Dimebon looks clinically promising in Russian study,
now revealed to increase substance in brain implicated in disease causation
New findings, announced on July 15 at the Alzheimer’s Association 2009 International Convention on Alzheimer’s Disease (ICAD 2009) in Vienna, Austria, unexpectedly showed that the former hay fever drug Dimebon increases generation by the brain of the beta amyloid peptide, a substance implicated in causation of Alzheimer’s. A study from Russia, announced last year, suggested that Dimebon might improve and stabilize thinking ability in Alzheimer’s disease.
Since 1986, genetic evidence, largely the work of Rudolph Tanzi, PhD, Professor of Neurology and Genetics at Massachusetts General Hospital and Director of the Cure Alzheimer’s Fund Genetic Initiative, has linked every AD mutation to enhancement of beta amyloid buildup.
Funded by Cure Alzheimer’s Fund, the new studies on Dimebon, which is produced by Medivation, Inc., and now owned by Pfizer, Inc., involved mice that carry human Alzheimer’s genes and develop brain protein structures that demonstrate the same characteristics as human Alzheimer’s. Dr. Sam Gandy, Mount Sinai Professor in Alzheimer’s Disease Research at the Mount Sinai School of Medicine in New York NY and a member of the Cure Alzheimer’s Fund research consortium, and his colleagues John Cirrito PhD, and David M. Holtzman, MD, Professor and Chairman of the Department of Neurology at Washington University in St Louis, St Louis, MO, conducted a series of studies in cells and in mice in order to assess the effects of Dimebon on beta amyloid.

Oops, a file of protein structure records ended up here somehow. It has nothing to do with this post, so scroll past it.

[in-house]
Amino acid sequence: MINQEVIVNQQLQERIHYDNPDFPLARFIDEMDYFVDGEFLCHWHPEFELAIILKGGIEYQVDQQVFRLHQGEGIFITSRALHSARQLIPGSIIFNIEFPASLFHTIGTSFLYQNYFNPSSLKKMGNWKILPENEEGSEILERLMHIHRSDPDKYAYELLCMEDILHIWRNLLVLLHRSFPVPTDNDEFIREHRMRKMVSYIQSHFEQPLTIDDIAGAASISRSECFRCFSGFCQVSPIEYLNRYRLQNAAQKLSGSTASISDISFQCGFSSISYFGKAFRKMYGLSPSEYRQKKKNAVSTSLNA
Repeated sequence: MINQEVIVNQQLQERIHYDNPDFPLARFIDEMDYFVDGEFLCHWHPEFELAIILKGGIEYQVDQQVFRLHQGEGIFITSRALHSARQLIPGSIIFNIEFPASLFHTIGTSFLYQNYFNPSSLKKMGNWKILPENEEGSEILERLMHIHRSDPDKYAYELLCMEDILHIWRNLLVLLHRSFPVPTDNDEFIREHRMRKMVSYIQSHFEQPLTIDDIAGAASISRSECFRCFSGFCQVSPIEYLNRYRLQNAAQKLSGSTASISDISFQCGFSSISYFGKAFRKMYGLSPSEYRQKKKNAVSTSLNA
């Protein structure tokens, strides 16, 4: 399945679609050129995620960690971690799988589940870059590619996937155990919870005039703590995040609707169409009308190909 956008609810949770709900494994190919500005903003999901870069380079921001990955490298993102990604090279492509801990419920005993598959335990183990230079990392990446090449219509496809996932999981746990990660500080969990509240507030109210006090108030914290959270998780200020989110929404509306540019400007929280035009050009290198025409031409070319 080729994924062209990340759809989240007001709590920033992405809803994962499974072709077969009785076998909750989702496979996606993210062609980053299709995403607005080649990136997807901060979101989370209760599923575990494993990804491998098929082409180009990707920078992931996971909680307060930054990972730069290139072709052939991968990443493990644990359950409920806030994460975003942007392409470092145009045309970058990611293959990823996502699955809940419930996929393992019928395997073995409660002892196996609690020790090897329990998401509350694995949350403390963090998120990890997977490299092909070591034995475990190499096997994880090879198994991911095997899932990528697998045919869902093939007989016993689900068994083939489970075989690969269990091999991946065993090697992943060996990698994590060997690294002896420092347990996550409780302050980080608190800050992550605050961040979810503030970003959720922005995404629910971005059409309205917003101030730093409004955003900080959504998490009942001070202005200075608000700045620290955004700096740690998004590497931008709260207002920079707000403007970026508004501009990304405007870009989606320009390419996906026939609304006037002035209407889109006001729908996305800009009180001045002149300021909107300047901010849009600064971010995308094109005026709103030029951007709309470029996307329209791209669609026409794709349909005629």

“At this stage, the results Dimebon has demonstrated in Phase III clinical testing are very promising,” said Gandy, also Professor of Neurology and Psychiatry and Associate Director of the National Institute on Aging Alzheimer’s Disease Research Center, at Mount Sinai. “The effect of Dimebon on brain beta amyloid is surprising and unexpected.”
Dimebon is an antihistamine that also blocks adrenaline and serotonin receptors. There is also evidence that Dimebon works to inhibit brain cell death by stabilizing and improving functions involving mitochondria, which may also fail to function properly during neurodegenerative diseases and during the aging process. The drug is unlike any other in its field because of the neurological areas it targets. Though clinical trials have been promising, more studies are needed before the drug can be considered effective for Alzheimer’s patients.
Tim Armour, the President and CEO of Cure Alzheimer’s Fund, believes Dimebon gives hope to the Alzheimer’s community. “We applaud Dr. Gandy and his team for their work, and are pleased that Dimebon has opened this new area of research,” Armour said. “We are proud to be a part of such an exciting endeavor that gives hope to the 5 million people with Alzheimer’s around the globe.” An ongoing Phase III clinical trial is currently seeking to confirm the efficacy of Dimebon that was previously tested only in Russian patients who had never received any treatment.
Gandy believes more research is also needed to further clarify how beta amyloid levels affect the brain. “A number of ideas need to be pursued. At low concentrations, beta amyloid improves memory in mice. We don’t know whether this has any relevance in humans,” Gandy said. “By this time next year, we should know whether Dimebon is destined for FDA approval. I have devoted my career to amyloid-lowering strategies, and I am amazed to see such promise from a drug with such an unconventional backstory and now these unexpected beta amyloid-elevating effects. It’s really quite humbling.”